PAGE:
Friday June 2, 2017 Yakutat Tern Festival morning


8-11 am Mist Netting and Bird Banding Demonstration
Licensed bird bander Denise Turley and her helpers set up the bird banding operation in the large roofed pavilion behind the high school. Five black mist nets waited quietly, tucked into narrow clearings in the nearby alders and willows. Periodically, these were checked for entangled birds.

The first bird was a female ORANGE-CROWNED WARBLER who lacked a brood patch. She was banded, measured, weighed, and examined before an eager volunteer was allowed to release her back to her busy life, bearing bling. The next bird was a female FOX SPARROW with a large brood patch, probably en route to get a bite to eat or gather food for her newly hatched babies. She was quickly banded, processed, then released.

I was impressed with the knowledge and interest of the school kids, many of whom have participated in previous bird banding demonstrations. They are learning a lot!

At this point, I had the opportunity to join an impromptu field trip to Strawberry Point. This is where the famous Situk River enters the Situk-Ahrnklin Estuary. Fishing shacks lined the slough, waiting for the subsistence and commercial salmon runs. Strawberries bloomed just about everywhere.

We strolled along the sandy beach, strewn with driftwood. The usual BALD EAGLES festooned several of these perches. As I watched several eagles circling upwards in the rising morning breeze, an odd gull-like bird caught my eye. It was already pretty high, but it turned into an OSPREY! This is a rare species, according to the Yakutat Birds Checklist.

Black Sand Spit to the west across the slough is home to one of the world’s largest nesting colony of Aleutian Terns. ARCTIC TERNS and ALEUTIAN TERNS flew past, frequently diving with a big splash for small fish. The terns were mostly silent, but occasionally the Aleutian Terns chirped sweetly like a song bird, and the Arctic Terns let loose their raspy growl. A giant CASPIAN TERN joined the other terns fishing. What a huge red bill! And a prehistoric-sounding BLAAARRRRHHHH!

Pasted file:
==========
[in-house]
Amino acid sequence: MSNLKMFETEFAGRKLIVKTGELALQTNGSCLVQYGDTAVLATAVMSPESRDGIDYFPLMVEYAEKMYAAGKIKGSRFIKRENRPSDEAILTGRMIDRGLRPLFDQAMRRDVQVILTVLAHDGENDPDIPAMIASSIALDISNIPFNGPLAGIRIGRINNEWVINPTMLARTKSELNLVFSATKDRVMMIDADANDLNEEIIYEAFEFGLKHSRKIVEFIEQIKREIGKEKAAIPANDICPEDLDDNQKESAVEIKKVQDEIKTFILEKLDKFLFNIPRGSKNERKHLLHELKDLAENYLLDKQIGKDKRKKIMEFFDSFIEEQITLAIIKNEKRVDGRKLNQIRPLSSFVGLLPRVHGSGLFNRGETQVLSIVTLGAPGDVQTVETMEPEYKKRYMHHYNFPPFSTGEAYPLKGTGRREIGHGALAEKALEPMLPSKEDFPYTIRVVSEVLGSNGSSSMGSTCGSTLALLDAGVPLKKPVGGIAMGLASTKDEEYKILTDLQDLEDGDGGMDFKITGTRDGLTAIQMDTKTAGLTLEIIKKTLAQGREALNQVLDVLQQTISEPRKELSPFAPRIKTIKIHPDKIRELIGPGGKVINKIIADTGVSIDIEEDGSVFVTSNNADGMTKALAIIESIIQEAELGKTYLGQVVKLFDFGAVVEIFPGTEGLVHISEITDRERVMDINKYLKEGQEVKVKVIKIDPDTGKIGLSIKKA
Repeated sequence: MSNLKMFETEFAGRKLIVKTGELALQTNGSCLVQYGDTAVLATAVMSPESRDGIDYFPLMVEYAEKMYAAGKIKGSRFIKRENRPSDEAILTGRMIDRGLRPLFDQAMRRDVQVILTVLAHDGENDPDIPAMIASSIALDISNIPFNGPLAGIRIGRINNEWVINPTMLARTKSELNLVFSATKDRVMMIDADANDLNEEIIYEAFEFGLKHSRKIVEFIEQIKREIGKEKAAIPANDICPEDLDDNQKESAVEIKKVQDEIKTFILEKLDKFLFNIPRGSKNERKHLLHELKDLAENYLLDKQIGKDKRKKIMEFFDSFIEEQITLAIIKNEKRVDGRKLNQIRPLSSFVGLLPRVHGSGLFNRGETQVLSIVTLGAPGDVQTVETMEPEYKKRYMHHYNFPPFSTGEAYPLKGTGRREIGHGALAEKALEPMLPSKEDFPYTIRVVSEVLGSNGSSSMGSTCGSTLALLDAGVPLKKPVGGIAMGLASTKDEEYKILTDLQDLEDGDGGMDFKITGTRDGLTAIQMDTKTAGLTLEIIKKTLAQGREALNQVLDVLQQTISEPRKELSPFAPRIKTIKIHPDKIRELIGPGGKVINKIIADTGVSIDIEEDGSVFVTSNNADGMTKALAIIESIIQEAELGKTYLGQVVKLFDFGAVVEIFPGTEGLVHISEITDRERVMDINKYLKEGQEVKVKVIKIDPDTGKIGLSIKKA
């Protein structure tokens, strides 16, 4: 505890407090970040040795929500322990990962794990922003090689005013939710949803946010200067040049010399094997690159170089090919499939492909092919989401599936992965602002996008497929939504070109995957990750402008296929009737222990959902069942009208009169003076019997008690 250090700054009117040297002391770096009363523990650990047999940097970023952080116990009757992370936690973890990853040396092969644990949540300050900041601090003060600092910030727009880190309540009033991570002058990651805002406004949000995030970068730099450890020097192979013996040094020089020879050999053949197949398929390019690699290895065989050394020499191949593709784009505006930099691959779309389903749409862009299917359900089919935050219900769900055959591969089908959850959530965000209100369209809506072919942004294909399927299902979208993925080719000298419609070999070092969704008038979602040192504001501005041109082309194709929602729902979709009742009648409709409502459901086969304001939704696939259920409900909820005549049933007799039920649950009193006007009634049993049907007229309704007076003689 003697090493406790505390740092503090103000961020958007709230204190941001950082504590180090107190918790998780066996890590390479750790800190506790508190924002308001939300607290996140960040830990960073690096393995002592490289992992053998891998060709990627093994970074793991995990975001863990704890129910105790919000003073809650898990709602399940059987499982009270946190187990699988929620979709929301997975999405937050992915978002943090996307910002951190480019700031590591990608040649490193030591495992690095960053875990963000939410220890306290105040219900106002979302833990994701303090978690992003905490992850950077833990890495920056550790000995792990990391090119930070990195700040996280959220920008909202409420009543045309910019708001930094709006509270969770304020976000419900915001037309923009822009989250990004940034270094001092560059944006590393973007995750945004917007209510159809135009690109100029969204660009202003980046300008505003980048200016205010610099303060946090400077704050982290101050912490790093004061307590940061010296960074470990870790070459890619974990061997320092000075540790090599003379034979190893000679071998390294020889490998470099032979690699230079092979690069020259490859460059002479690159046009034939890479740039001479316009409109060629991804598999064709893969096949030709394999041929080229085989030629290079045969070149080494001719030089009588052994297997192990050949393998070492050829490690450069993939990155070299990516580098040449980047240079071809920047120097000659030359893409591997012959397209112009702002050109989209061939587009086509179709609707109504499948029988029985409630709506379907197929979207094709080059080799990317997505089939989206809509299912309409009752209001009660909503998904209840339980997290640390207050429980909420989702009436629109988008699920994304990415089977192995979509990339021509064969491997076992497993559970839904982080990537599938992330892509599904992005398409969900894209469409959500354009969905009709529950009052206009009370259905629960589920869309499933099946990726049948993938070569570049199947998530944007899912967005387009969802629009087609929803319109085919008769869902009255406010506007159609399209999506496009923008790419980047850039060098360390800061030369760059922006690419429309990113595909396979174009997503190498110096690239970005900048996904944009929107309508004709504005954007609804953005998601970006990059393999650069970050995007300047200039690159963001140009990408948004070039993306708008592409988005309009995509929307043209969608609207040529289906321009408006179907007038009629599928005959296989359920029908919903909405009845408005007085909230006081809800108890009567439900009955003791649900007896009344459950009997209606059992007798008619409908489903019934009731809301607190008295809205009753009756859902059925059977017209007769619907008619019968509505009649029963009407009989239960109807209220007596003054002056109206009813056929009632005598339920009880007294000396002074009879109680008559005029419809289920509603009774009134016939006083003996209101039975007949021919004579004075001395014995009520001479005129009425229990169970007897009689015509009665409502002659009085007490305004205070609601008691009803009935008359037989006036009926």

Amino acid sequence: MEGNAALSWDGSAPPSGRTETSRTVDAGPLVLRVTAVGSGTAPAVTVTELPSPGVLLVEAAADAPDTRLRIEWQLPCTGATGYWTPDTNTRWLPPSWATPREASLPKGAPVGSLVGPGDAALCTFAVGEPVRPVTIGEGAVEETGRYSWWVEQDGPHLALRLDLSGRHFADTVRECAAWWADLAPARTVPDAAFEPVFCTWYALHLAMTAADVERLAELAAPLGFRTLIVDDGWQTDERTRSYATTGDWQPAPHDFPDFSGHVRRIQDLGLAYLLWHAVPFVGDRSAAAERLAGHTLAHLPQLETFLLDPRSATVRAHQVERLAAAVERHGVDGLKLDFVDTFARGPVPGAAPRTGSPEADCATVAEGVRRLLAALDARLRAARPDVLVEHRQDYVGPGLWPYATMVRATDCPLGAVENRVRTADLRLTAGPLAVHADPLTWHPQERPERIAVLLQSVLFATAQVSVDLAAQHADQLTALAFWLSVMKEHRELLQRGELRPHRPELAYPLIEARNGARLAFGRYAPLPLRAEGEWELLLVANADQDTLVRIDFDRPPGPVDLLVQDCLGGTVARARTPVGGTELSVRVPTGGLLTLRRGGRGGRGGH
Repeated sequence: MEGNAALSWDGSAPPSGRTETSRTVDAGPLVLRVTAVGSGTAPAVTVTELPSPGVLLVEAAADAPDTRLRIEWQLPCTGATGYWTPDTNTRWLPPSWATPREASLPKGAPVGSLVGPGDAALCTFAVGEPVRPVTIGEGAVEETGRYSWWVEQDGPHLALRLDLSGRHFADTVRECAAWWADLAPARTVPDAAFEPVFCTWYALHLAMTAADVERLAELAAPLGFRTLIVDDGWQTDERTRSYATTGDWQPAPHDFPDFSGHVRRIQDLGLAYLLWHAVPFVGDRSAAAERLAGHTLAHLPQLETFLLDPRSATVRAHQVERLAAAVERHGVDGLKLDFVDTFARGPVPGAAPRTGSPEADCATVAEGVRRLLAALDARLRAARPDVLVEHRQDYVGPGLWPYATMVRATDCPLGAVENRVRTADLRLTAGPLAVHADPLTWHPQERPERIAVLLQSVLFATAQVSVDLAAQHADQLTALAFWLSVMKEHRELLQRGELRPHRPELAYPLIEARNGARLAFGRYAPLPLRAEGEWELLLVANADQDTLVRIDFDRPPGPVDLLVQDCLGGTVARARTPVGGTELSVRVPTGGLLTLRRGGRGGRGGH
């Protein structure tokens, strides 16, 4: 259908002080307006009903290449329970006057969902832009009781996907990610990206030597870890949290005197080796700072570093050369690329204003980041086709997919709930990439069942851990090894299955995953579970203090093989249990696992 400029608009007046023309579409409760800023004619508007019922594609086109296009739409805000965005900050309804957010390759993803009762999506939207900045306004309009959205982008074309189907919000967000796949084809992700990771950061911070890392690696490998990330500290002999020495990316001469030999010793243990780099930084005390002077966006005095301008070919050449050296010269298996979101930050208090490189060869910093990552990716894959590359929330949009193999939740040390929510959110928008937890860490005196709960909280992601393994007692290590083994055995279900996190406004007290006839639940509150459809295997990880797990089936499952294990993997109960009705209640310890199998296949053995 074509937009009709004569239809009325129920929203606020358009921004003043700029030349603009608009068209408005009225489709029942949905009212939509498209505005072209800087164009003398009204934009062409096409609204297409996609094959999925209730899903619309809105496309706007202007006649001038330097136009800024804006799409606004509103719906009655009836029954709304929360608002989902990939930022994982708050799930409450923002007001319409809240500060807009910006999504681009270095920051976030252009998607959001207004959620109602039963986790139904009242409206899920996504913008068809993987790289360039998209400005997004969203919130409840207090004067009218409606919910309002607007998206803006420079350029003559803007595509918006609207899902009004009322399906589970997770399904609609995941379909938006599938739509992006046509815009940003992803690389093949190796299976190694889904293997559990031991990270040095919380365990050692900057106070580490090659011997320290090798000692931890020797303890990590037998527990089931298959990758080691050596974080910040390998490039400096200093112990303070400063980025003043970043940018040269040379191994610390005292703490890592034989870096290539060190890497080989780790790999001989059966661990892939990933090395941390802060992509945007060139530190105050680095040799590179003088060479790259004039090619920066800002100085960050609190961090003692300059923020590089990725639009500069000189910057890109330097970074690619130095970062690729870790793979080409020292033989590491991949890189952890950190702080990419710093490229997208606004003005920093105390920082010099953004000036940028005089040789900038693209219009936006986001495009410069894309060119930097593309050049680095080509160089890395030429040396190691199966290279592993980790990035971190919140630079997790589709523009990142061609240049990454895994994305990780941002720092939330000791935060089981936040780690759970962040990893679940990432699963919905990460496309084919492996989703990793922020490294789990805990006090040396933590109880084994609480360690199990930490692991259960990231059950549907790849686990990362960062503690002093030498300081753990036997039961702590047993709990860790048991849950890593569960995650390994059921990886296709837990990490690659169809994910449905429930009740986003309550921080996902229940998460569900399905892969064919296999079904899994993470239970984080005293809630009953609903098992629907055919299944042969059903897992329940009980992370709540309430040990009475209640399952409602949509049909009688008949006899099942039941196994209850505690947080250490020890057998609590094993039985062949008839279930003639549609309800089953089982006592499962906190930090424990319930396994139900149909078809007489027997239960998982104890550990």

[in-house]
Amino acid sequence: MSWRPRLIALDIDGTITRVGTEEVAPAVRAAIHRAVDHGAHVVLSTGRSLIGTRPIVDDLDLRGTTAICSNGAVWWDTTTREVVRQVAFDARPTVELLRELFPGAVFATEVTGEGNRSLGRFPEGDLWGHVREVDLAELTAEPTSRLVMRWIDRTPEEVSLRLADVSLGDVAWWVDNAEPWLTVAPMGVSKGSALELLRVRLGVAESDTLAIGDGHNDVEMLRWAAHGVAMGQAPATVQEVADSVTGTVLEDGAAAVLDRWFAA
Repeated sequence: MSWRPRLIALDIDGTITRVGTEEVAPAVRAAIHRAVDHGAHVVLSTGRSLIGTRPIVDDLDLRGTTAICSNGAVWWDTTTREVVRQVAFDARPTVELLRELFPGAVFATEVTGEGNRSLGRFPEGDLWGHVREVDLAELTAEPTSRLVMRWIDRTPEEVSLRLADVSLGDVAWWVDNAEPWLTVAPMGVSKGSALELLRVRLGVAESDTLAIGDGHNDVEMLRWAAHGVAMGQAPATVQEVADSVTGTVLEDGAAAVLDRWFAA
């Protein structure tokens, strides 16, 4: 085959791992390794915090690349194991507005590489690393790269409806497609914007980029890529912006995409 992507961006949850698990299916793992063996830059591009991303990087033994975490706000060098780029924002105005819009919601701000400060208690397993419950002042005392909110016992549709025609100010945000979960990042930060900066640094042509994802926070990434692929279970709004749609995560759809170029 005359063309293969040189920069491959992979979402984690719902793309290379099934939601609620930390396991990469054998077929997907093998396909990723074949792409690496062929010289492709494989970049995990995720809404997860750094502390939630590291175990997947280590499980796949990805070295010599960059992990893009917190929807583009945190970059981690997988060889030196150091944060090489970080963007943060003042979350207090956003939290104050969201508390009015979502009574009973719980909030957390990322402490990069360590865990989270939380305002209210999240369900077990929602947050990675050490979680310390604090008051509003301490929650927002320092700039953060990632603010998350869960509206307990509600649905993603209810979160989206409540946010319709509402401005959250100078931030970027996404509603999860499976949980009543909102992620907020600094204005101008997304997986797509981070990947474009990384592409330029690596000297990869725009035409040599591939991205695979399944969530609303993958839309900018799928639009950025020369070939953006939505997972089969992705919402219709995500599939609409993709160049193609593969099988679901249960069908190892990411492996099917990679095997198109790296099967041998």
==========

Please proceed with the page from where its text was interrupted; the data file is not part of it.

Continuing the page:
MEW and GLAUCOUS-WINGED GULLS joined the Terns fishing. Ten male COMMON MERGANSERS, then a mixed flock flew past. Going the opposite direction, a WHIMBREL flew by. It was quite a surprise to see one so late; they are frequent in the spring but rare in summer.

TREE SWALLOWS and a few BARN SWALLOWS swooped along the sand snapping up insects. A GREATER YELLOWLEGS called in the distance. Away from the beach, FOX, LINCOLN, and SAVANNAH SPARROWS sang from the scattered willows and alders. We watched ROBINS and a STELLER’S JAY.

We also found brown bear scat on the roadway, deer tracks, and possibly mink or ermine tracks in the sand.

This is a place one could observe for a long time and continue to make cool discoveries, but lunch called and we headed back. On the way, we stopped at a stream and found a SPOTTED SANDPIPER along the bank, bobbing its tail. The next stream had a SOLITARY SANDPIPER, a wonderful comparison.  CLIFF and TREE SWALLOWS zipped up and down the stream feasting on insects. Bright yellow marsh marigolds bloomed by the stream. Chocolate lilies, yellow paintbrush, and magenta salmonberry flowers bloomed nearby. VARIED THRUSHES and HERMIT THRUSHES sang from the spruce. Lots going on!

Happy Birding!
Carol Griswold
Traveling Seward Sporadic Bird Report Reporter

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